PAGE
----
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VIEW: Reclaim Point Grey Road for the public good

[Editor's note: This is an op-ed from occasional Tyee contributor Mitchell Anderson. The Tyee clearly marks all opinion articles that appear on The Hook with the tag VIEW.]

The typically sleepy neighbourhood of Kitsilano has erupted into a firestorm of opposition to the proposed Point Grey Road bike route. Scores of wealthy residents have been crowding Vancouver city council meetings and demanding changes to the plan to divert traffic in favour of bike lanes and displace about 200 parking spaces on local streets.

If we are forced back to the drawing board to try to find a long-term solution to this thorny issue, lets not muck about -- as the British would say.

Point Grey Road is the lone outlier in an otherwise continuous stretch of public shorefront access that extends from Wreck Beach to Coal Harbour. This remarkable achievement in civic planning has resulted in 18 kilometres of almost uninterrupted public shorefront access and contributed to Vancouver consistently being ranked as one of the world's most livable cities.

Why not finish the job? The only stretch that remains in private hands is the 2.5 km of luxury homes along Point Grey Road. As a thought experiment, why not consider expropriating those properties, bulldozing the houses and converting that land into a park with seaside bike access? How would well-heeled local residents respond to that idea?

The precedent has certainly been set. When the province was pushing through the controversial South Fraser Perimeter Road, they demolished 93 homes along the highway route, and many local residents were forced from their homes through expropriation. In total, over five hundred properties were acquired for the $1.2 billion project, whether the owners wanted to leave or not.

Displaced residents in Surrey and Delta were no doubt assured that this difficult decision was made in the public interest and the demolition of their houses should be seen as a civic improvement. This was no doubt cold comfort to those forced from their homes to make way for container truck traffic, particularly since many felt this infrastructure was ill conceived and overpriced.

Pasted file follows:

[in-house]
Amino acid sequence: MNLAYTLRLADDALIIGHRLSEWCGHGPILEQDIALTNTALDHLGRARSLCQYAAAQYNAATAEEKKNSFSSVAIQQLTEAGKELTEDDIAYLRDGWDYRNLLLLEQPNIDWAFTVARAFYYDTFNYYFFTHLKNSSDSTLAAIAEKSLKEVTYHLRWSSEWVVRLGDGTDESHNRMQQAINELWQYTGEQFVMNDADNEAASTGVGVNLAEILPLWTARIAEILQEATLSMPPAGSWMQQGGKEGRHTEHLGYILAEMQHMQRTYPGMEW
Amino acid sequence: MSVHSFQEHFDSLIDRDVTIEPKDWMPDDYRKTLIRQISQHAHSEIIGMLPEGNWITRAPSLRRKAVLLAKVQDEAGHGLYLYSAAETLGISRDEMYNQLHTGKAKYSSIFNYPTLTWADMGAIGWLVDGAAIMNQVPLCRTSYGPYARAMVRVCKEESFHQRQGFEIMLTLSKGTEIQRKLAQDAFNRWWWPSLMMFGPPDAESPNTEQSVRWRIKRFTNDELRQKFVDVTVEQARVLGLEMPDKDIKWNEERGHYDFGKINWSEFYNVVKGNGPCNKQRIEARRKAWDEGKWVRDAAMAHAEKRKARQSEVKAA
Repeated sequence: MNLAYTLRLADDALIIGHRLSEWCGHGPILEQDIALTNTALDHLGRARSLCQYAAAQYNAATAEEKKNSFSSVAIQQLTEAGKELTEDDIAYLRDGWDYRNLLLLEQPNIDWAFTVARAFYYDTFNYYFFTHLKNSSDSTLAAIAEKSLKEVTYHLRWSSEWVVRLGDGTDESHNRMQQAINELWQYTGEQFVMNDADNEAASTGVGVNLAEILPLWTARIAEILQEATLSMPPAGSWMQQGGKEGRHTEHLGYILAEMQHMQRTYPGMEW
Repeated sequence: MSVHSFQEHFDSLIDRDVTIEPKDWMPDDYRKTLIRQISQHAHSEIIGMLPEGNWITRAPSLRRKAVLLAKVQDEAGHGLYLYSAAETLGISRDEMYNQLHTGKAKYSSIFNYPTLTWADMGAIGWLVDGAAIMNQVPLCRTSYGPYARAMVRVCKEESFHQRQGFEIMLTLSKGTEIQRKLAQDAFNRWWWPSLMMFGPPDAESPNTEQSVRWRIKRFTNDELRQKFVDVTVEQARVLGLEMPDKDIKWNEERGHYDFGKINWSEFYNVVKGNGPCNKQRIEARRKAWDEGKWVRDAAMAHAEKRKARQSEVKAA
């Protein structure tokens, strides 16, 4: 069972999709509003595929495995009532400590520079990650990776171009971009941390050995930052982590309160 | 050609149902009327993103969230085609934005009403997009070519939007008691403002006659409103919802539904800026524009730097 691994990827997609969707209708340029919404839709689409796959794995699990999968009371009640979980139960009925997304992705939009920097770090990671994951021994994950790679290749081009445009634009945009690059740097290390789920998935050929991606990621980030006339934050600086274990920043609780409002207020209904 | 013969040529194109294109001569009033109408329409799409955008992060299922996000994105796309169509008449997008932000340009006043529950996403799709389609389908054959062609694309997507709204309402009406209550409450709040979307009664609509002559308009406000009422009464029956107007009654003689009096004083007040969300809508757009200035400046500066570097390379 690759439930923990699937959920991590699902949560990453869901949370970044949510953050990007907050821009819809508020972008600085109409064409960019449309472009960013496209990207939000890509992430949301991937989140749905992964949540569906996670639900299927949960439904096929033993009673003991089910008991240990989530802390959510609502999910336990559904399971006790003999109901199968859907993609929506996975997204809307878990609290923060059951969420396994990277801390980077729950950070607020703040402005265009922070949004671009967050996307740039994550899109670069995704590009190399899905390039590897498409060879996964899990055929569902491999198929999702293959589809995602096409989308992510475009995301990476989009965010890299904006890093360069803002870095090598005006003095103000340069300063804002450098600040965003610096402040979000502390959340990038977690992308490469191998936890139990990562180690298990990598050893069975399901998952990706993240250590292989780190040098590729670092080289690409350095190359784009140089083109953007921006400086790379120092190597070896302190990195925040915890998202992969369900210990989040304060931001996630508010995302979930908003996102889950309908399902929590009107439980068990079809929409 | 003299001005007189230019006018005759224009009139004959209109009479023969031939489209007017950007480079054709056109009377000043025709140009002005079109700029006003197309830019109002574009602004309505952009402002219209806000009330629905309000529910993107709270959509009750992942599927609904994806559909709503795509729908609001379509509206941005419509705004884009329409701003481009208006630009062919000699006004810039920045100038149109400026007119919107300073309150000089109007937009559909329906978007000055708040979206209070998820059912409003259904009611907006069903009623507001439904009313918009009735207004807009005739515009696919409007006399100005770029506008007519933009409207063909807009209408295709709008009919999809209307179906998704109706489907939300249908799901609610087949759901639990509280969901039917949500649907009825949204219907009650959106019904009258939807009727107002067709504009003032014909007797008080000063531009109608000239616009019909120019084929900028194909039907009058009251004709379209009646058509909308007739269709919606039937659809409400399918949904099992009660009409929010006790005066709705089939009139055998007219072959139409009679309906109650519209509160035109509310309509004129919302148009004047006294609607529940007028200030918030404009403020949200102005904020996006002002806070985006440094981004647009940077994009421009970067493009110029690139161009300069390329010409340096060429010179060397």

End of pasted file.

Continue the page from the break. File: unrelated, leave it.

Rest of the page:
In contrast, Vancouver's beaches are enjoyed by hundreds of thousands of people each year. Visitors from around the world are drawn to our magnificent waterfront, injecting some $4 billion into local businesses each year. Is it right that a handful of property owners have exclusive access to such an important driver of the local economy?

Perhaps it's time to rectify this situation and reclaim this land for the public good in the interest of growing our economy. As they say, some eggs will be broken. Luxury homes on the so-called "Golden Mile" often list for more than $10 million. This stretch of Point Grey Road is also reportedly home to some of Vancouver's most prominent citizens including environmental crusader David Suzuki, former city counsellor Peter Ladner and Lululemon founder Chip Wilson -- whose home may be the most expensive in the city valued at $37.2 million.

I'm sure these leading members of community will understand the importance of progress and make way for improved bike access and park space. With those houses of the way, the difficult task of accommodating bike paths that will not hinder existing traffic and parking on Point Grey Road will be much easier.

Obviously this is not going to happen.

But the plight of the scores of people forced to make way for truck traffic in Surrey puts the rather shrill indignation of Kitsilano boomers into perspective.

It is rather ironic that the generation that fought "the man" back in the day now seems to feel the issue most deserving of their considerable experience, wealth and power is to rail against improved bicycle access in the greenest city in the world.

For the record, Peter Ladner and many others on this stretch of Point Grey Road have expressed their strong support for the bike lane proposal. I doubt Dr. Suzuki is going to be lying down in front of the bike lane construction vehicles either.

In a time when we are facing looming threats from climate change, species extinction and numerous abuses of human rights, is the most pressing crisis in the world for the hundreds of incensed Kitsilano residents really fighting against better bike lanes? As they said back in the sixties, "don't trust anyone over 30." I suppose we all get older. . .

Mitchell Anderson is a freelance writer based in Vancouver.

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